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  5. "제 할아버지는 연세가 많습니다."

" 할아버지는 연세가 많습니다."

Translation:My grandfather is old.

October 2, 2017

32 Comments


https://www.duolingo.com/profile/LiKenun

연세년세년ᄉᆒ〮 (Middle Korean) ← 年歲

  • (연 ← 년): year
  • (세 ← ᄉᆒ〮): age

So this could be literally interpreted as “My grandfather has many years of age.”


https://www.duolingo.com/profile/AndrLo10

漢字는 감사합니다


https://www.duolingo.com/profile/tylaw44

My grandfather is very old. > Why isn't that correct?


https://www.duolingo.com/profile/the_crait

There isn't a word used for "very." 많이 is used to mean "many," as in, having "many years."


https://www.duolingo.com/profile/hippietrail

"Many" is the intensifier for nouns, "very* is the intensifier for adjectives. The Korean here has an intensifier, "okd" is an adjective, and Duolingo makes us used to literal translations, but here we must use free translation and are marked wrong for literally translating the intensifier.


https://www.duolingo.com/profile/Pamela909830

Yes, but 연세가 is a noun. 많습니다 modifies it. So the Korean says, "My grandfather age is many/much." If a person has a lot of age, he is old. :) Sometimes languages cannot translate literally word for word.


https://www.duolingo.com/profile/hippietrail

Which is of course not English. The Korean adjective/verb became an English noun. The intensifier either also has to change part of speech, or be omitted in English, which makes it less literal and definitely not better.


https://www.duolingo.com/profile/pluureng

제 할아버지는 연세가 아주 많습니다.


https://www.duolingo.com/profile/EricMcKay

Why is 제 used instead of 우리


https://www.duolingo.com/profile/D8amx

I'm wondering this too? Isn't 우리 a sign of respect, and this sentence is otherwise extremely polite?


https://www.duolingo.com/profile/Talleifer

ya it should be 우리 or even better for formal honorifics, 저희.


https://www.duolingo.com/profile/the_crait

I think it is a contraction of 저+의


https://www.duolingo.com/profile/Ava506452

Sometimes in Korean people refer to family members as our when they are talking to other people, espeacially when they are close to that person whom is they are talking to. Also, some Koreans like to think family don't belong to them. Research this if you are confused. I am not an expert on Korean culture.


https://www.duolingo.com/profile/SUGA_MY_LOVE

Is there no specific word for "old"??


https://www.duolingo.com/profile/chogiwa2814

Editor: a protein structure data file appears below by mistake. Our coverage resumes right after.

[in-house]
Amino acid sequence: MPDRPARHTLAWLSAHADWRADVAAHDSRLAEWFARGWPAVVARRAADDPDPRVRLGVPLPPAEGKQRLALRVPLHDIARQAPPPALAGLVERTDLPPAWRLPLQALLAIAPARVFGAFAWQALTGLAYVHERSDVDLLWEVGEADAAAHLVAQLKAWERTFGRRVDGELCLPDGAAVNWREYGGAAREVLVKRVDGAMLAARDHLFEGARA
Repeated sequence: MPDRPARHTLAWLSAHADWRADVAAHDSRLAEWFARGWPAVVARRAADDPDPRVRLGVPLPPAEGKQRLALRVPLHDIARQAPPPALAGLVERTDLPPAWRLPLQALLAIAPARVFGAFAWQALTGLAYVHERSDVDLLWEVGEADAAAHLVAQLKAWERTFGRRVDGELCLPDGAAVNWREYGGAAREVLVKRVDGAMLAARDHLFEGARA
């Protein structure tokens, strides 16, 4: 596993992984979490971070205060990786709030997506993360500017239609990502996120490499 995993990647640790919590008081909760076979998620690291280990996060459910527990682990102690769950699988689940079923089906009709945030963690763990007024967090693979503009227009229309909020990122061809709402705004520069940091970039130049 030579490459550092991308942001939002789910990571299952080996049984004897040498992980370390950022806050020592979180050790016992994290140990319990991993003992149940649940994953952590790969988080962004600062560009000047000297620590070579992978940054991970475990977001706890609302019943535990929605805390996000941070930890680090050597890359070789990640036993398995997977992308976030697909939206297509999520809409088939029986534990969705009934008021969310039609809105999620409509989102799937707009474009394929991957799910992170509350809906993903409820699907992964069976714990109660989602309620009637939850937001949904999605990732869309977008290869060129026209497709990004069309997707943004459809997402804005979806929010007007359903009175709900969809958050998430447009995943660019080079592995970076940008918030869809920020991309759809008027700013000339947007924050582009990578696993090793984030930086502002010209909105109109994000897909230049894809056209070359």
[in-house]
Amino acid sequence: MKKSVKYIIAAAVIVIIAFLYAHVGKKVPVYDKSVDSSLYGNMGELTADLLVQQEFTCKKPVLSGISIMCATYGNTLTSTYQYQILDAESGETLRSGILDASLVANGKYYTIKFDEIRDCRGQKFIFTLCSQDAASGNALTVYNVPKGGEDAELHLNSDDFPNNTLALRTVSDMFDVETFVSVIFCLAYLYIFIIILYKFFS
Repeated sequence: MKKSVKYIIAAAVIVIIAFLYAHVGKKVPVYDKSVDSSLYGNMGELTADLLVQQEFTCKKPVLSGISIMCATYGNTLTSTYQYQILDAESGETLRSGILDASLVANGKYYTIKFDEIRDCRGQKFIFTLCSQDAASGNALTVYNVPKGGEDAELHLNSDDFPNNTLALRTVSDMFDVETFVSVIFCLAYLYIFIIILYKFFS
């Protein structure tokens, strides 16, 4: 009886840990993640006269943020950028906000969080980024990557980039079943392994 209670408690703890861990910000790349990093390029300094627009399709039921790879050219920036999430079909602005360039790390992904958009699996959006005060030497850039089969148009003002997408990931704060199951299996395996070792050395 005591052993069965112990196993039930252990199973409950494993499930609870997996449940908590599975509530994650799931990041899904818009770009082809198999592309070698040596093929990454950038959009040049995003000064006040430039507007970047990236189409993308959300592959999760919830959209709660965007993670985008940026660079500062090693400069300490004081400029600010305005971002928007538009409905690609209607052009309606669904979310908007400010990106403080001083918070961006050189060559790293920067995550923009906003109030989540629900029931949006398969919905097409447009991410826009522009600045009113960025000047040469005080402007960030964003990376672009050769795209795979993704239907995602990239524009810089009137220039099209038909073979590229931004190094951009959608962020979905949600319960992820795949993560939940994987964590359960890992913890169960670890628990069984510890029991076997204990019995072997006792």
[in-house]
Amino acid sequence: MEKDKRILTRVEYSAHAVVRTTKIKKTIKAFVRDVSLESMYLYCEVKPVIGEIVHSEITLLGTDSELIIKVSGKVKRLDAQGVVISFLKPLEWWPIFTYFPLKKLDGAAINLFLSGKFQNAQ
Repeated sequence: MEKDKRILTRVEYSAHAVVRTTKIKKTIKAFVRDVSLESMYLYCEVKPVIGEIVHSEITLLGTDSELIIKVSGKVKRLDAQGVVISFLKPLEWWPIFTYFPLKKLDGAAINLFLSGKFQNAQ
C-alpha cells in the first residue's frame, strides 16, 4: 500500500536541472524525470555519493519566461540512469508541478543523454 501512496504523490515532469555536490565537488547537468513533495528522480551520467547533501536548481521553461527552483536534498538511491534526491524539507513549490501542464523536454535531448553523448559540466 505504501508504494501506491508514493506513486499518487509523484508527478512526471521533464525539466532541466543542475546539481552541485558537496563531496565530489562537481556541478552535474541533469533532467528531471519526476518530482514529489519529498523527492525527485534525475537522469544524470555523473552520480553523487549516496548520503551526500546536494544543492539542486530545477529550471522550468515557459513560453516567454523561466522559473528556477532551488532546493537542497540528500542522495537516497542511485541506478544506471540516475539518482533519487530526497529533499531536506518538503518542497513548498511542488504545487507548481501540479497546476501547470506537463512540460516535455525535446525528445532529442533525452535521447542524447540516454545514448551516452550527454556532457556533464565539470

There is (늙다), but I think that would be less formal.


https://www.duolingo.com/profile/sakuyaluigi

My grandfather is many ages?


https://www.duolingo.com/profile/tessabanessa

Try not to focus too much on the literal translation. But yes. Has a lot of age.


https://www.duolingo.com/profile/hippietrail

But marked wrong if you use "very".


https://www.duolingo.com/profile/UltimetaSy

More likely grandfather has many ages. Imagine as "How much age they've been through".


https://www.duolingo.com/profile/lakshmi781721

What is the difference between 제 and 정희


https://www.duolingo.com/profile/Pamela909830

I believe 제 is a contraction of 저희.
(You CAN edit your post to correct the spelling.)


https://www.duolingo.com/profile/lakshmi781721

Thank you so much!


https://www.duolingo.com/profile/Talleifer

No, 제 is a contraction of 저의. 저희 is the plural form, 저의 is the singular form. Just like 내 is the contraction of 나의 for singular possession and 우리 is the plural form of possession. 제 and 저희 are the polite or humble forms. 내 and 우리 are the plain/casual forms.


https://www.duolingo.com/profile/conniestar16

Why is "My granddad's old" wrong?


https://www.duolingo.com/profile/Pamela909830

The category is "honorific." Maybe honorific sentences should be more formal, and "granddad" is casual.


https://www.duolingo.com/profile/UrwaShoaib

Why not 하라보지님? Isn't that more formal?


https://www.duolingo.com/profile/Pamela909830

You should edit your question so the third syllable says 버 instead of 보.


https://www.duolingo.com/profile/chogiwa2814

It's '하라버님', not '하라보지님'. And yes, both are formal.

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